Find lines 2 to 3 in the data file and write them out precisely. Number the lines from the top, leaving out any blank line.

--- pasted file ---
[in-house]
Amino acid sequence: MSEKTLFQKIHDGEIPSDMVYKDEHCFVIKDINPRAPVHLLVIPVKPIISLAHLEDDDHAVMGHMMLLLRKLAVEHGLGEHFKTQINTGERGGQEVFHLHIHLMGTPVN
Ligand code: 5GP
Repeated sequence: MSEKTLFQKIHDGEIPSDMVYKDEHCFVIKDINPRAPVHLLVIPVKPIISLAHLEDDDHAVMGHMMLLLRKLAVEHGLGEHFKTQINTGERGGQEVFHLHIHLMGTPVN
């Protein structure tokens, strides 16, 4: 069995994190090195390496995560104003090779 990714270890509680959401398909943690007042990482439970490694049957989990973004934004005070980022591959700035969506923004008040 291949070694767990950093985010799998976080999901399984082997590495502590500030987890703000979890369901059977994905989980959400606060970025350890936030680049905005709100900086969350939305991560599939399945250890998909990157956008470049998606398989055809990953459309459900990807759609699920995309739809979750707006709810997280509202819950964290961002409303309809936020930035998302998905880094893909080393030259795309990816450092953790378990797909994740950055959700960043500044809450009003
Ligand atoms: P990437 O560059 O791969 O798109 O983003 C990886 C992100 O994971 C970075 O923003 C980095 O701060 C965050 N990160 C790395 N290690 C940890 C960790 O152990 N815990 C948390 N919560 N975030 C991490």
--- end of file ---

Amino acid sequence: MSEKTLFQKIHDGEIPSDMVYKDEHCFVIKDINPRAPVHLLVIPVKPIISLAHLEDDDHAVMGHMMLLLRKLAVEHGLGEHFKTQINTGERGGQEVFHLHIHLMGTPVN
Ligand code: 5GP